Isn’t it interesting how a negative punch line almost immediately makes you want to read it?!
How seeing someone else’s failures makes you feel just a little better about how your life is going?
Well, here I am to make you feel better! As we all know, life happens. Sometimes you can make it out unscathed… others, well, you know. Many of you may have seen this post on Facebook by now – and I’m finally ready to talk about it.
In January of 2013 I began my studies as an M.B.A. student at the esteemed University of Richmond. “Reputation. Rigor. Results.” is the slogan and they mean it. In the past year, I left a terrible position with an apartment complex and somehow was blessed to have been found for my new position with a wonderful local Assisted Living community, my little sister got married, my best friend had a baby, my other best friend got married, I adopted my dog (Trooper), I endured two bad relationships, I had surgery to remove my Keloid and… I was dismissed from the M.B.A. program.
Yes, dismissed. In the sense of the word that makes you feel as if your presence is no longer desired and you’ve shrunk to about two inches tall.
So, surgery ended up taking me out of class and work for a bit longer than had been expected. What was originally thought to be a three day post op, quickly turned into three weeks in a sad, weakened state. I couldn’t do anything for myself – it was pitiful!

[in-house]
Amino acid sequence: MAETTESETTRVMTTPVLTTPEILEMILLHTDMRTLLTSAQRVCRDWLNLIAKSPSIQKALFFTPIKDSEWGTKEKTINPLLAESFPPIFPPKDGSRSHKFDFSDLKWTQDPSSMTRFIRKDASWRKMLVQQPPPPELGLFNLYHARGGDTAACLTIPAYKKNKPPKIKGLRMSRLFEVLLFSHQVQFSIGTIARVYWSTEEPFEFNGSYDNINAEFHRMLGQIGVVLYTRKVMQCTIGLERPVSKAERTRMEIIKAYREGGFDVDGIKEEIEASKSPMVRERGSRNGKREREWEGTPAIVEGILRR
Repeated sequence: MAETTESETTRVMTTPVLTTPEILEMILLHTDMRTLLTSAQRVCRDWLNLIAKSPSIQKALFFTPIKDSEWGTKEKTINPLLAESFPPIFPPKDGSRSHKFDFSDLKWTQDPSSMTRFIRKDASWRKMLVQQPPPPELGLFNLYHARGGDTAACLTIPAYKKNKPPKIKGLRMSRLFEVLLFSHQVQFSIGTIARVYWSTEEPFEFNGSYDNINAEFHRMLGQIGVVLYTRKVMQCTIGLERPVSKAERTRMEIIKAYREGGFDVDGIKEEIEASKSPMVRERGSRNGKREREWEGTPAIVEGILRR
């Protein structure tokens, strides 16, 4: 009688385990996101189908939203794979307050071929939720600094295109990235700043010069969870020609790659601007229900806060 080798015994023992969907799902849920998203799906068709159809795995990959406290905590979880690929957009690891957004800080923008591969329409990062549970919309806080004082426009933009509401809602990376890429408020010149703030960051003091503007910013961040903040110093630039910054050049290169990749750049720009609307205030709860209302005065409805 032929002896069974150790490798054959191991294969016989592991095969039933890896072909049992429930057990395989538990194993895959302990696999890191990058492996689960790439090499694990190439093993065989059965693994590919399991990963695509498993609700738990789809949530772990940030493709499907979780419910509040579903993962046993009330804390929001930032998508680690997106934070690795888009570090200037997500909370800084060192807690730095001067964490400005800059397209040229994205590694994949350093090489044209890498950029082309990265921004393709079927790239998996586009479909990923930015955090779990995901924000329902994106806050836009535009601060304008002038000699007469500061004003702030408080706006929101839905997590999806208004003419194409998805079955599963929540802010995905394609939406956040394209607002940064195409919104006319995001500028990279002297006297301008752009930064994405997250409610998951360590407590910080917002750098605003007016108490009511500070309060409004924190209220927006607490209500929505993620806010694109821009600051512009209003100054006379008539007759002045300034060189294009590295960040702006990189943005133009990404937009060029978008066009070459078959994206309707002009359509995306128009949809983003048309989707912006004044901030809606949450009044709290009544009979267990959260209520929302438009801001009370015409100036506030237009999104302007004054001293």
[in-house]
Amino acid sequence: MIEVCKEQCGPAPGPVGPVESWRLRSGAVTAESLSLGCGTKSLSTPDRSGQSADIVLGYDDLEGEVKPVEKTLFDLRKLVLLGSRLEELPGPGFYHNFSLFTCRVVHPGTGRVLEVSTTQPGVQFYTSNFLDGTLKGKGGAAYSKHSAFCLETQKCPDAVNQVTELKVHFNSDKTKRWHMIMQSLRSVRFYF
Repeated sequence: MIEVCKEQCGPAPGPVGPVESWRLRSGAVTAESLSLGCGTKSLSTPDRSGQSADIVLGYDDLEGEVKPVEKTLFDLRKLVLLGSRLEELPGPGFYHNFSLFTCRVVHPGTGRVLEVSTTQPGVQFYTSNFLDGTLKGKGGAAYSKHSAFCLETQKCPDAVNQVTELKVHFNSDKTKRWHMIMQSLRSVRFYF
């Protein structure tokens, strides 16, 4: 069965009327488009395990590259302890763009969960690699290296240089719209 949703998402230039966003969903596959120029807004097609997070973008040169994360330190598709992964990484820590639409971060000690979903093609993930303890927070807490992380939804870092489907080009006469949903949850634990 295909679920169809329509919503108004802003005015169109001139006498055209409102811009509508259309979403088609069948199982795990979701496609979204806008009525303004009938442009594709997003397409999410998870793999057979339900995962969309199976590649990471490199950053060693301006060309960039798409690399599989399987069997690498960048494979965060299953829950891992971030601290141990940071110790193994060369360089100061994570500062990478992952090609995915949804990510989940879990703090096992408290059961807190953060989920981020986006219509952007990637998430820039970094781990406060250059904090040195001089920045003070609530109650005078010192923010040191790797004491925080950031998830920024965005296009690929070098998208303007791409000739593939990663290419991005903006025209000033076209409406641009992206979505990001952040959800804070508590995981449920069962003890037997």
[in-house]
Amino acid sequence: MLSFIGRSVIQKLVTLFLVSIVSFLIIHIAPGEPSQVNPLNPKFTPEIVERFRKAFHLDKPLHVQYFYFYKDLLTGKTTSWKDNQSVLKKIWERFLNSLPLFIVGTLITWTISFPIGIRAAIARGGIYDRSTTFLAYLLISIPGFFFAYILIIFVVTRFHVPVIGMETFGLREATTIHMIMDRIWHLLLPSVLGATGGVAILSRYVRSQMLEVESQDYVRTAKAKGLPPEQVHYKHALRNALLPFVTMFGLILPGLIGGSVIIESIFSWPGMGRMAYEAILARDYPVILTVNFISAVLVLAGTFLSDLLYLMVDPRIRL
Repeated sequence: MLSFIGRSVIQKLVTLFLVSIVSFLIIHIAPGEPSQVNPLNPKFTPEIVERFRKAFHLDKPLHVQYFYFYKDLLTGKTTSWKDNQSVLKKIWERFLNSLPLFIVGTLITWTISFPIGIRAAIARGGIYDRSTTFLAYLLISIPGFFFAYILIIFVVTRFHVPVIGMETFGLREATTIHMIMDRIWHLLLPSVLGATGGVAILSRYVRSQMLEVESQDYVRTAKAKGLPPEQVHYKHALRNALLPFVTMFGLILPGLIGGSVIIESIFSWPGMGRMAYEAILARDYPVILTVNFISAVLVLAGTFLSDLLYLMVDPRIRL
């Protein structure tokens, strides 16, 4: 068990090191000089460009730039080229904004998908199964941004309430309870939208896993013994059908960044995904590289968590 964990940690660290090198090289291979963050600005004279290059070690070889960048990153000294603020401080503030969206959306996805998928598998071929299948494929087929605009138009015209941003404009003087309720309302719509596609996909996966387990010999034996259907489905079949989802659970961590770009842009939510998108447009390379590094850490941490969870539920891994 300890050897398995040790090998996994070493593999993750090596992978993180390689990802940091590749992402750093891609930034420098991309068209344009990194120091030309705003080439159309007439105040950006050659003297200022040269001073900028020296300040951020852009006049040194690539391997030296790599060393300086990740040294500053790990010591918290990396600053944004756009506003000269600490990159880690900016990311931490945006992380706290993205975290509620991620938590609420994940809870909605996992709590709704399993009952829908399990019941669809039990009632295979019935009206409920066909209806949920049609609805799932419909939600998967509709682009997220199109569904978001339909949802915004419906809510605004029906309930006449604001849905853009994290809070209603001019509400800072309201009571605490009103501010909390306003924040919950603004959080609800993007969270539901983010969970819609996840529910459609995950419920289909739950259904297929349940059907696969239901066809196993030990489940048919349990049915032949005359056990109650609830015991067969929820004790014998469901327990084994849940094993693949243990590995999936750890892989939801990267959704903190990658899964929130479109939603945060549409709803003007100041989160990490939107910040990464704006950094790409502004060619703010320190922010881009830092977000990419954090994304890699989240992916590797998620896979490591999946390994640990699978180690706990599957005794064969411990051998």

I’ve digested the happenings of this past week by now so it’s a bit easier to own up to and to talk about… but it doesn’t make it any less difficult. See, last semester was the first that University of Richmond implemented a new curriculum change. For the first time, one, two and three credit courses are being offered in an effort to allow a faster completion time of their M.B.A. I enrolled in Statistics for the second half of the semester thinking it would be smart to get a handle on my other two courses (marketing and finance) before picking up a third. I was right. Unfortunately the memo wasn’t quite understood by all parties that when a class switches from fourteen weeks to seven and from three credits to two… some material needs to be cut out – so the fire hose digestion of Statistics commenced. I had a solid hold on Marketing and Finance and was ready to conquer Statistics when it began in October. I diligently completed my readings, homework, etc. and thought I was duly prepared for my midterm exam.
Class was dismissed at 10:00 pm on November 11th with take-home midterms in hand. On November 12th at 6:00 am, I reported to check in at the Hospital. What followed was days of pain, nausea, weakness, Vicodin and hours upon hours of sleep. I slowly worked through my midterm exam and when I turned it in, I knew it wasn’t my best work but thought it was at least mediocre – turns out the Vicodin made me a bit more confident than I should have been. After receiving my graded test back two weeks later, I met with my professor and he was empathetic and agreed to give me two extra weeks to study for the final.
The building block nature of the class put me even further behind and I soon found myself in a situation of teaching myself the material (attempting to at least). I met with my professor, a tutor and a classmate to study, I re-read my book while I still had access to it (online) and I worked through the practice exam published online.
Despite every effort to learn the semester’s material in two weeks, I failed the cumulative final exam. University policy states that if a student earns an “F”, they shall be dismissed from the program. So, on January 3rd, I was just that… dismissed. 24 credits into a 45 credit M.B.A. with plans to participate in their Mentoring program and travel to Riga, Latvia for International Residency. Gone.